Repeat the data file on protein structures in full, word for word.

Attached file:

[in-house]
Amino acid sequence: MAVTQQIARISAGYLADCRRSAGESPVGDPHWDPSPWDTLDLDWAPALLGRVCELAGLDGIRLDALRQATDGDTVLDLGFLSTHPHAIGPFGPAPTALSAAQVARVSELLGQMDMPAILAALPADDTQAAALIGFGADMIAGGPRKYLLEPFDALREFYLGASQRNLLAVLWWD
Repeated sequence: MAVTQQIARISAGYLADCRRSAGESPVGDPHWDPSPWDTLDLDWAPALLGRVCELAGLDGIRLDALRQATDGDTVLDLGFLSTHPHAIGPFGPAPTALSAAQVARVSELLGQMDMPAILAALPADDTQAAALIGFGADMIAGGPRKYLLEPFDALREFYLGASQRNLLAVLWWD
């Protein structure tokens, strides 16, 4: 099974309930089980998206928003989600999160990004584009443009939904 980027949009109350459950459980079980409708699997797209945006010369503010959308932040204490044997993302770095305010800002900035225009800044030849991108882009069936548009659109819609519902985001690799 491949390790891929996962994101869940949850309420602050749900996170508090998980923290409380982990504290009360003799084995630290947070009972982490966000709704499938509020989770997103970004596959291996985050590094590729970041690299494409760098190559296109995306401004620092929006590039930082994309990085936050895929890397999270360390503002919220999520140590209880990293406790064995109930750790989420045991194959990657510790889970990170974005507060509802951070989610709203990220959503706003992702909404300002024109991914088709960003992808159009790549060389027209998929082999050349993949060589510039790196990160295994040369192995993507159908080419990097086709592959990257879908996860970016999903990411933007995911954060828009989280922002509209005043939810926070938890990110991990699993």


[in-house]
Amino acid sequence: MAVTQQIARISAGYLADCRRSAGESPVGDPHWDPSPWDTLDLDWAPALLGRVCELAGLDGIRLDALRQATDGDTVLDLGFLSTHPHAIGPFGPAPTALSAAQVARVSELLGQMDMPAILAALPADDTQAAALIGFGADMIAGGPRKYLLEPFDALREFYLGASQRNLLAVLWWD
Repeated sequence: MAVTQQIARISAGYLADCRRSAGESPVGDPHWDPSPWDTLDLDWAPALLGRVCELAGLDGIRLDALRQATDGDTVLDLGFLSTHPHAIGPFGPAPTALSAAQVARVSELLGQMDMPAILAALPADDTQAAALIGFGADMIAGGPRKYLLEPFDALREFYLGASQRNLLAVLWWD
């Protein structure tokens, strides 16, 4: 099974309930089980998206928003989600999160990004584009443009939904 980027949009109350459950459980079980409708699997797209945006010369503010959308932040204490044997993302770095305010800002900035225009800044030849991108882009069936548009659109819609519902985001690799 491949390790891929996962994101869940949850309420602050749900996170508090998980923290409380982990504290009360003799084995630290947070009972982490966000709704499938509020989770997103970004596959291996985050590094590729970041690299494409760098190559296109995306401004620092929006590039930082994309990085936050895929890397999270360390503002919220999520140590209880990293406790064995109930750790989420045991194959990657510790889970990170974005507060509802951070989610709203990220959503706003992702909404300002024109991914088709960003992808159009790549060389027209998929082999050349993949060589510039790196990160295994040369192995993507159908080419990097086709592959990257879908996860970016999903990411933007995911954060828009989280922002509209005043939810926070938890990110991990699993």